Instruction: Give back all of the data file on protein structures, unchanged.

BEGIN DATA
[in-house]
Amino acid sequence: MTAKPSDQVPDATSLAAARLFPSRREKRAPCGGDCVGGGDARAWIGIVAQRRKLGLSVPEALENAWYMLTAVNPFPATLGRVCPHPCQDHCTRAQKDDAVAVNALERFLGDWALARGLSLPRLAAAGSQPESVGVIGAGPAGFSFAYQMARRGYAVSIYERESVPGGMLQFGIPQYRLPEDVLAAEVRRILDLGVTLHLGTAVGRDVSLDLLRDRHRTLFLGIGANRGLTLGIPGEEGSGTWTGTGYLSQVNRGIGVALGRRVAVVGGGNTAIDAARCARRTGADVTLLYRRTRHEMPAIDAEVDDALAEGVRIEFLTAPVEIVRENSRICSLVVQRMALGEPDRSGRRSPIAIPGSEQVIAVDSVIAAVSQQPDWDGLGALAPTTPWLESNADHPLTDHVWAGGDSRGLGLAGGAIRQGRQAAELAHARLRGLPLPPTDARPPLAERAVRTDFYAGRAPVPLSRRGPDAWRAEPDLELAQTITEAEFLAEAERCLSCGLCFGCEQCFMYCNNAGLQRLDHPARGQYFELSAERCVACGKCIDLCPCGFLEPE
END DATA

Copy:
[in-house]
Amino acid sequence: MTAKPSDQVPDATSLAAARLFPSRREKRAPCGGDCVGGGDARAWIGIVAQRRKLGLSVPEALENAWYMLTAVNPFPATLGRVCPHPCQDHCTRAQKDDAVAVNALERFLGDWALARGLSLPRLAAAGSQPESVGVIGAGPAGFSFAYQMARRGYAVSIYERESVPGGMLQFGIPQYRLPEDVLAAEVRRILDLGVTLHLGTAVGRDVSLDLLRDRHRTLFLGIGANRGLTLGIPGEEGSGTWTGTGYLSQVNRGIGVALGRRVAVVGGGNTAIDAARCARRTGADVTLLYRRTRHEMPAIDAEVDDALAEGVRIEFLTAPVEIVRENSRICSLVVQRMALGEPDRSGRRSPIAIPGSEQVIAVDSVIAAVSQQPDWDGLGALAPTTPWLESNADHPLTDHVWAGGDSRGLGLAGGAIRQGRQAAELAHARLRGLPLPPTDARPPLAERAVRTDFYAGRAPVPLSRRGPDAWRAEPDLELAQTITEAEFLAEAERCLSCGLCFGCEQCFMYCNNAGLQRLDHPARGQYFELSAERCVACGKCIDLCPCGFLEPE